Background: Pain is assessed by nurses through either reported or observed intensity. Self-reported assessments, specifically a numeric score, are the gold standard and preferred to behavioral assessments. Disparities in the assessment and management of pain across race, ethnicity, and language status are prevalent, but we do not know how actual numeric pain scores vary and how they relate to administered opioid pain medication.

Methods: This was a retrospective cohort study of all adults discharged from the acute care inpatient general medicine service from January 2013-September 2021 at an 800-bed urban teaching hospital. Nurses can select one of several pain assessment tools to document patient’s pain. The most common is the Numeric Rating Scale (NRS), a 0-10 scale, where a patient reports their pain intensity. We collected all documented pain assessment and covariate data including patient demographics, medical, and hospitalization related variables. Our primary predictors were self-reported race/ethnicity (white, Black, Asian, Latino, Native Hawaiian/Other Pacific Islander, American Indian/Alaska Native, Multiracial, Other/Unknown) and whether the patient had limited English proficiency (LEP). We reported three outcomes. First, we used logistic regression to examine the odds of receiving a “0” pain score compared to a score ≥1. Second, we used negative binomial regression to predict the mean numeric pain score. Third, we used negative binomial regression to predict the average morphine milligram equivalents (MME)/day. All models included multivariable regressions, controlling for demographic (age, gender, race/ethnicity, LEP status, and insurance), medical, and hospitalization related covariates (year of study, primary team, diagnoses of cancer pain or substance use disorder, prior opioid or medication for opioid use disorder use, end of life care, ICU transfer, pain or palliative care consult, and Elixhauser comorbidity index.)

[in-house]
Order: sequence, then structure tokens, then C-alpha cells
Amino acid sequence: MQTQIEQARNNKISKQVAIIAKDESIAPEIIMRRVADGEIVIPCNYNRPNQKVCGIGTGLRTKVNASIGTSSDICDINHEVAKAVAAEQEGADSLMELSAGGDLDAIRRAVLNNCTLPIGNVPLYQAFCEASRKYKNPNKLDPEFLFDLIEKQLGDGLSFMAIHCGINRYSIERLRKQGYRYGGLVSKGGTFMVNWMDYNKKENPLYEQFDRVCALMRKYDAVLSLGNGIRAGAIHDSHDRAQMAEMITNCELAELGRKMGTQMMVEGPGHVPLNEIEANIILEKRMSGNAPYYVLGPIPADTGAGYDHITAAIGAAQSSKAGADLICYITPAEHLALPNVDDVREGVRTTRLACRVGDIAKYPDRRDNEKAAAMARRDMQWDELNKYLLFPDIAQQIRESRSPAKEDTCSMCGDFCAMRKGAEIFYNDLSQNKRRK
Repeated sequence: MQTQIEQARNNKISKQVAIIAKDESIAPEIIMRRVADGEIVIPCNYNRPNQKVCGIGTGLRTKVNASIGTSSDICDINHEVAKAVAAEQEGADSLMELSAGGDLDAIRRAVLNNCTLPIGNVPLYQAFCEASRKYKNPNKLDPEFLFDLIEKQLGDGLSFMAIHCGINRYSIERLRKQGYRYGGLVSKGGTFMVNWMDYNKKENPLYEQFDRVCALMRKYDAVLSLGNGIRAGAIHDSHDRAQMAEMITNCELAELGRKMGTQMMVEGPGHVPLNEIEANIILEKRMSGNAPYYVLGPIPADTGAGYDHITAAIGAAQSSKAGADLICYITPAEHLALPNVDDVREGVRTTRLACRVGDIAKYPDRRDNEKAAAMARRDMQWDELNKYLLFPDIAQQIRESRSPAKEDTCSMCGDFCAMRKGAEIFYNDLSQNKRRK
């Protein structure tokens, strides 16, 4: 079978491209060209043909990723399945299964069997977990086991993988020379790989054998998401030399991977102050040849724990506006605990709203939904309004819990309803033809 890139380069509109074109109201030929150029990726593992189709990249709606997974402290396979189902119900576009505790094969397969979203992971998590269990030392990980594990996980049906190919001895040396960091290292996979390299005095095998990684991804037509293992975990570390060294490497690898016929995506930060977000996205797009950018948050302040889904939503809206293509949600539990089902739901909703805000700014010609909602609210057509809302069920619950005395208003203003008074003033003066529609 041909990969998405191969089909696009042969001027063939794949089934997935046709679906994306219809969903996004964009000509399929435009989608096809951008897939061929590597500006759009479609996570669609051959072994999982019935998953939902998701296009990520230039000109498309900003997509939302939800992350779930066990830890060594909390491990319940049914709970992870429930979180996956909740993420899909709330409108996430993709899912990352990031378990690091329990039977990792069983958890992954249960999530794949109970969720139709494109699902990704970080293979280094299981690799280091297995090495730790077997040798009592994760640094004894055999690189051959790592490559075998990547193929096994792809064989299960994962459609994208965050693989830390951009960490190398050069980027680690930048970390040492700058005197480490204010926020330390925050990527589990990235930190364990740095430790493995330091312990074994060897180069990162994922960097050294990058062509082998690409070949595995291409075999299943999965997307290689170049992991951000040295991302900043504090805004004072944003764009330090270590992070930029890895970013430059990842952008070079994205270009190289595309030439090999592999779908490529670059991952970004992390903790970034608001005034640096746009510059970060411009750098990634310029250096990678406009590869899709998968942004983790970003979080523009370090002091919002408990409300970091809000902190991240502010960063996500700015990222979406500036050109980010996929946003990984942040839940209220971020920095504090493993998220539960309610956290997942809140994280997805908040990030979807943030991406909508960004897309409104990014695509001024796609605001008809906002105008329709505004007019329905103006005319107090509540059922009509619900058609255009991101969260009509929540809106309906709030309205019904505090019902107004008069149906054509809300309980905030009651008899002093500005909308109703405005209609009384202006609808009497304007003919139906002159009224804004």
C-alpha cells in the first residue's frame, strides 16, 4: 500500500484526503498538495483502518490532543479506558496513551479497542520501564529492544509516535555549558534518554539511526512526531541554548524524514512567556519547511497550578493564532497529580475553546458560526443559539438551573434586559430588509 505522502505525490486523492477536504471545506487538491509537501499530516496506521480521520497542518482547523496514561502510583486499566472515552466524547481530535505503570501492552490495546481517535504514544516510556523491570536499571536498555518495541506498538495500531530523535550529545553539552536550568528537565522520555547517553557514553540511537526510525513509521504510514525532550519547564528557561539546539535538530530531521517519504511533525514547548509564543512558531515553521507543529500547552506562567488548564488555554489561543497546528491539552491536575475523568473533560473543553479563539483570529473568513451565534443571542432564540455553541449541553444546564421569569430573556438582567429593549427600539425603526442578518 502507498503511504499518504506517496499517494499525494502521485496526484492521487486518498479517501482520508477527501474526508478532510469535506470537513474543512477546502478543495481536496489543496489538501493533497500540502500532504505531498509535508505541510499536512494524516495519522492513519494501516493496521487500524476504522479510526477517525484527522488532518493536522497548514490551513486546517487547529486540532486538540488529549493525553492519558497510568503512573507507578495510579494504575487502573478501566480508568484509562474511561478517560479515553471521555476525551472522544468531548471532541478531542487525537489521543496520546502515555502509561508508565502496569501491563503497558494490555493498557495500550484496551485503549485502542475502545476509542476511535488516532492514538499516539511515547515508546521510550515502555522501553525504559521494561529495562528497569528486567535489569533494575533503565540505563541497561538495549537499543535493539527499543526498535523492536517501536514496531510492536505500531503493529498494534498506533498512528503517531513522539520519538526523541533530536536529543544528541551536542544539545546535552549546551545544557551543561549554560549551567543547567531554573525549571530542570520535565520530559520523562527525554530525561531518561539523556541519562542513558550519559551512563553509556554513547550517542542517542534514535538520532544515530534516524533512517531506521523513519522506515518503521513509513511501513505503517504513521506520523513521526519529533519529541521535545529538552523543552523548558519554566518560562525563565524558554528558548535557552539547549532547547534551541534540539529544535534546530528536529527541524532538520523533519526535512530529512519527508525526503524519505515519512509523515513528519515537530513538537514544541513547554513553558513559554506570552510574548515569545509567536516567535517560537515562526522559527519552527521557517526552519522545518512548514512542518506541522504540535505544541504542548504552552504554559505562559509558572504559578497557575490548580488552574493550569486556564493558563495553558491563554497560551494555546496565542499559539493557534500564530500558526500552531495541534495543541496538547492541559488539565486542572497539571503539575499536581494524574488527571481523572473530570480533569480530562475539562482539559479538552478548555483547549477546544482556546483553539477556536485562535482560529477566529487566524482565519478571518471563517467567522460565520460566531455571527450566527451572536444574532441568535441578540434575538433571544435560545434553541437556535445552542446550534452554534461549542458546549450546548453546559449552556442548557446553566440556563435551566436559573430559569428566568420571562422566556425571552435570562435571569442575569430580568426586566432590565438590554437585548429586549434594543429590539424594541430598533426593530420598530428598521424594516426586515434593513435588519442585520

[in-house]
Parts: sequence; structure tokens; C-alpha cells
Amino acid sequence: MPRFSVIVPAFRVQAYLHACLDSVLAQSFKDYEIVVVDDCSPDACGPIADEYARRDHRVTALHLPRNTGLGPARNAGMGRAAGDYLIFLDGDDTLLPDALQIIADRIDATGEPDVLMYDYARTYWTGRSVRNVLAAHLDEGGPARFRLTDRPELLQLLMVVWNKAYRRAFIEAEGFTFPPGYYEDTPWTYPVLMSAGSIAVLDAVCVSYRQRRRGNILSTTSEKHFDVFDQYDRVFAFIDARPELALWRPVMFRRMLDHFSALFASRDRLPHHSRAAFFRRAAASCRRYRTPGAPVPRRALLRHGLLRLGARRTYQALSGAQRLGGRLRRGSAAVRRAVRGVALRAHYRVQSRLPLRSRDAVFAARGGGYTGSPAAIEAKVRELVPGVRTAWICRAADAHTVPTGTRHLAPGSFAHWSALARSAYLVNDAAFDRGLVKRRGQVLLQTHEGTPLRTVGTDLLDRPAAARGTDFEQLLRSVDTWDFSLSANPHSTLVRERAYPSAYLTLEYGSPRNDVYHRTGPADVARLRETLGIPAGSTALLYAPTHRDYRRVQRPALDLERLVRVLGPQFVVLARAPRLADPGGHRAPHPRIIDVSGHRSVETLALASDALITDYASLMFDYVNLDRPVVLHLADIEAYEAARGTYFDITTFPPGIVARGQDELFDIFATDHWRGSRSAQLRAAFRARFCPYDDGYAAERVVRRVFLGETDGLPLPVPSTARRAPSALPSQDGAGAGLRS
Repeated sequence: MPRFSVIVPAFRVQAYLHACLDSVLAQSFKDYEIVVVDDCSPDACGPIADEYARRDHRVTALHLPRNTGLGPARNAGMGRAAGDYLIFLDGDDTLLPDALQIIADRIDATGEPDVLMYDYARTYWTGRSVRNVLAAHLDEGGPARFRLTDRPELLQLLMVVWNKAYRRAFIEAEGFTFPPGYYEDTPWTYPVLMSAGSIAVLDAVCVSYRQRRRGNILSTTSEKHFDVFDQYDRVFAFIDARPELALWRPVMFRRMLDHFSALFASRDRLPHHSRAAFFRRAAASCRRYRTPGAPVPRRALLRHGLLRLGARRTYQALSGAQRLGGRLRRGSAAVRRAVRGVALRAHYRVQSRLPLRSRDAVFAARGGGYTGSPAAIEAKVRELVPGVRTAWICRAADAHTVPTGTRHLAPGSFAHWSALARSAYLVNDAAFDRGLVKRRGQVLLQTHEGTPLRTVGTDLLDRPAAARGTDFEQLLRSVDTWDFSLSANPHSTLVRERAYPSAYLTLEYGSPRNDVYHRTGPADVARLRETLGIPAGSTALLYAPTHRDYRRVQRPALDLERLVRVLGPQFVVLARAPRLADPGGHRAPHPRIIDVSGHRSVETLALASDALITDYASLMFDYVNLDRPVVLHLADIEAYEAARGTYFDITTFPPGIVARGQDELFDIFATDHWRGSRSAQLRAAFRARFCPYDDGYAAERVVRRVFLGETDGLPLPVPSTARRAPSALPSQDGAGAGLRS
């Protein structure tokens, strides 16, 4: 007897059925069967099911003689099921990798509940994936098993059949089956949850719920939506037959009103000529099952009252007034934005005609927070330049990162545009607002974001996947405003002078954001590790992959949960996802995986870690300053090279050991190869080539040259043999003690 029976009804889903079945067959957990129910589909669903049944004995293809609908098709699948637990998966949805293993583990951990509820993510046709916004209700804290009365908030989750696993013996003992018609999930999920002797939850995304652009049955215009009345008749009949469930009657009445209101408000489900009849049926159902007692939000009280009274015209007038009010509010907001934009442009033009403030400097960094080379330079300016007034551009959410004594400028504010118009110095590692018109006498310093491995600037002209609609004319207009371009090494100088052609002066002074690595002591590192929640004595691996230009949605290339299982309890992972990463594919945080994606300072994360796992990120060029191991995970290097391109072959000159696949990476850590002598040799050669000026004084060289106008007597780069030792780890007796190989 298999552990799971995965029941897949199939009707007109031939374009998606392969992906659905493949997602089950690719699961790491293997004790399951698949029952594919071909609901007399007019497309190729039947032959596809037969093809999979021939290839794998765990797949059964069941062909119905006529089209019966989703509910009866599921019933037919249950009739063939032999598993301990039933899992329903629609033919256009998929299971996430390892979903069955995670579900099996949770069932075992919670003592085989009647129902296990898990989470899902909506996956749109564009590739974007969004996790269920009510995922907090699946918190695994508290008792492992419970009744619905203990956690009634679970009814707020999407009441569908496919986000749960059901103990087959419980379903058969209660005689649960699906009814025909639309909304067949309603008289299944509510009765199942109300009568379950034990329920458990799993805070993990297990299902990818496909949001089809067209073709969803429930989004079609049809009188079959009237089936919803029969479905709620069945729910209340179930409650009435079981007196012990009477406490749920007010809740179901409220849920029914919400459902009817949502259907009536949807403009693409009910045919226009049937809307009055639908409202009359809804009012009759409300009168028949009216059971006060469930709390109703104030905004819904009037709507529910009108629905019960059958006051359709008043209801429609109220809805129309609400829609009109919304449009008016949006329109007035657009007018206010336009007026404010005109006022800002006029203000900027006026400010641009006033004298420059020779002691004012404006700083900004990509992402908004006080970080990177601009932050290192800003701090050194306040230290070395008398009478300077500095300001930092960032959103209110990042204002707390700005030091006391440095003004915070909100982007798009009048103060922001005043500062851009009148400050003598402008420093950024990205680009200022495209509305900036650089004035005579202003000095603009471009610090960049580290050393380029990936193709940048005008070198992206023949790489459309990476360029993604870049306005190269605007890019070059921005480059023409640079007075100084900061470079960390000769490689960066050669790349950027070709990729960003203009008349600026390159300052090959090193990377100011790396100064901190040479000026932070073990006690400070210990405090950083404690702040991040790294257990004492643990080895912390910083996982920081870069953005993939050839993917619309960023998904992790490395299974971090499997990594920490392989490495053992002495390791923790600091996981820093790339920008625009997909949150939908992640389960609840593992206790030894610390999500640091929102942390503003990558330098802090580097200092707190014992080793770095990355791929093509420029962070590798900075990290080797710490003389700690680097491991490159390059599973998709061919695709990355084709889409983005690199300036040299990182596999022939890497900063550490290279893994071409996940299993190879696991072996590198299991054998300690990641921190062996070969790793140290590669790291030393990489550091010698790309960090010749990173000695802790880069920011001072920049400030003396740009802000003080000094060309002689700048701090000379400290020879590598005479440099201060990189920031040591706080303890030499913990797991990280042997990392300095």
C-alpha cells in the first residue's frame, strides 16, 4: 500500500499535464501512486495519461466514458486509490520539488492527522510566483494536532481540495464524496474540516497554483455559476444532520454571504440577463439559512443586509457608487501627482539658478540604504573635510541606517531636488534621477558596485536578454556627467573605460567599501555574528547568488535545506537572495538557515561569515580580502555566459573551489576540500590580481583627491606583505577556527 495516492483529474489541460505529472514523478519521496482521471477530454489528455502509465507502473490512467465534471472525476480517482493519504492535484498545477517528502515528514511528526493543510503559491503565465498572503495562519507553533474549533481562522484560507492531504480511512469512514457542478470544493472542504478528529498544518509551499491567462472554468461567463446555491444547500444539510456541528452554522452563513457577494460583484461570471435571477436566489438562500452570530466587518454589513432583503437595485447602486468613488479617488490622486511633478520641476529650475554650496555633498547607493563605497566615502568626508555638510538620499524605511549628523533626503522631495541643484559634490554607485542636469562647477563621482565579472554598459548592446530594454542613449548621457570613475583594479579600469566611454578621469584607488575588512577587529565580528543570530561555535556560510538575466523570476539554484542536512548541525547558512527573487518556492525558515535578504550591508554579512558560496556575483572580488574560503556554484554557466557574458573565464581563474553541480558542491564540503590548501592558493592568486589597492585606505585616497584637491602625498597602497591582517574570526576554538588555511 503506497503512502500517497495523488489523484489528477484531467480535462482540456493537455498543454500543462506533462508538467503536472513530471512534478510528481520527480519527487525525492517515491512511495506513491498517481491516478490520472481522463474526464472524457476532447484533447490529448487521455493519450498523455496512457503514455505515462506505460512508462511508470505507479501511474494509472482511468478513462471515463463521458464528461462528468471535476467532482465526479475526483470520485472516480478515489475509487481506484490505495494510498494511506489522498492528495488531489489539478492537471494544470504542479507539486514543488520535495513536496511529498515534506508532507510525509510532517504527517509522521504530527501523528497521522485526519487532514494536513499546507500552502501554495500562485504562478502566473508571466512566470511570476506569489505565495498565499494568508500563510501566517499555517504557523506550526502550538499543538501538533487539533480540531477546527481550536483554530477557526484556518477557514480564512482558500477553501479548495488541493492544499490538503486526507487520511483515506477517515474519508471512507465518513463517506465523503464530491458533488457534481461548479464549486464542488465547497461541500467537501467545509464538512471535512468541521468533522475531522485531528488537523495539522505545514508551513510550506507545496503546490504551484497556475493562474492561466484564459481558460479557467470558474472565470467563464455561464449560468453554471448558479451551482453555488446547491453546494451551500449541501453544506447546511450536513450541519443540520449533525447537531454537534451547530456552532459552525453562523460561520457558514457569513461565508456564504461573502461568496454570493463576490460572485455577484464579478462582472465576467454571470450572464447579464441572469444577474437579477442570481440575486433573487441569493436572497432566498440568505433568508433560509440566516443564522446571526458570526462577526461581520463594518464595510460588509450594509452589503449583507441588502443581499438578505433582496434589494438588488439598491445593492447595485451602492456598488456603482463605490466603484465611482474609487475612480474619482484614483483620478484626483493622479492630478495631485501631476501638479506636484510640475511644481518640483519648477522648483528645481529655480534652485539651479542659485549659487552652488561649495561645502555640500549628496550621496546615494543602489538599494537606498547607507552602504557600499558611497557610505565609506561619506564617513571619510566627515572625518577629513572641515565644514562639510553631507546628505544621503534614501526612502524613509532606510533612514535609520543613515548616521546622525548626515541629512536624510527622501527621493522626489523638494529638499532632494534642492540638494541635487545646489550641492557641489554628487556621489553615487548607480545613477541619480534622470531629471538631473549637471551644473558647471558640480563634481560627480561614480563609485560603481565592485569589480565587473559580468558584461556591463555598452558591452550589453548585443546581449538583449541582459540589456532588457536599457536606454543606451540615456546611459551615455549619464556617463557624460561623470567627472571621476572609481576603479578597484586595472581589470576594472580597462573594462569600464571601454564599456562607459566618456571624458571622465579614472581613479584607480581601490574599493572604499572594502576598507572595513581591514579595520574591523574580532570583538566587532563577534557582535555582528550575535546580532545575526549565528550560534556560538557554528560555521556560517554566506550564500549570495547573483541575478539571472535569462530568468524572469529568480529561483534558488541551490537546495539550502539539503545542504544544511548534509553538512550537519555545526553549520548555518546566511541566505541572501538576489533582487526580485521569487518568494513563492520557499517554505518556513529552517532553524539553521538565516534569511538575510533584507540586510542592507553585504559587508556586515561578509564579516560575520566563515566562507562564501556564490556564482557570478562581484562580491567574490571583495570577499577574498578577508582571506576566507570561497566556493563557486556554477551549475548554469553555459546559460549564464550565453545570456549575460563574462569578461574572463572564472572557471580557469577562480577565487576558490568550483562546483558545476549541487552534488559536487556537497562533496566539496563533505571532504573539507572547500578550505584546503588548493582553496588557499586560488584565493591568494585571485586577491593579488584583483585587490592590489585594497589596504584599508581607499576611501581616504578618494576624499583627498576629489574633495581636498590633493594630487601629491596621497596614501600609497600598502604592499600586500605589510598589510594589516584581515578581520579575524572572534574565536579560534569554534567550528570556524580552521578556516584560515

Results: We identified 61,576 patient hospitalizations with a total of 3,639,811 pain assessments. NRS assessments were most common at 2,076,433, comprising 57.0% of all assessments. For outcome 1, we found significant differences with Asian (OR 1.83, 95% CI 1.68-2.01) and LEP patients (OR 2.07, 95% CI 1.75-2.45) more likely to report a 0. Latino, Native Hawaiian/Other Pacific Islander, and patients identified as Other or Unknown were also more likely to report a 0. For outcome 2, Asian (3.01, 95% CI 2.88-3.13), Latino (3.86, 95% CI 3.73-3.99), Native Hawaiian/Other Pacific Islander (3.40, 95% CI 2.87-3.92), and patients identified as Other/Unknown (3.74, 95% CI 3.51-3.98) had lower adjusted mean pain scores compared to white patients (4.14, 95% CI 4.06-4.21). LEP patients (2.89, 95% CI 2.65-3.14) had a lower adjusted mean pain score than English speaking patients (4.05, 95% CI 4.00-4.10). For outcome 3, Asian (131 MME, 95% CI 111-150) and Multiracial (152 MME, 95% CI 122-182) patients received fewer adjusted mean daily MMEs than white patients (215MME, 95% CI 195-236). There were no significant differences in MMEs for LEP vs English speaking patients. (Table 1)

Conclusions: Asian patients and patients with LEP were more likely to have a pain score of “0” and had lower mean numeric scores documented by nursing staff while hospitalized. Asian patients also received fewer opioids, accounting for reported pain scores and other covariates, demonstrating disparities in opioid prescribing.

IMAGE 1: Table 1: Outcomes 1, 2, and 3 for 2,076,433 Numeric Pain Assessments by Race/Ethnicity and Limited English Proficiency Status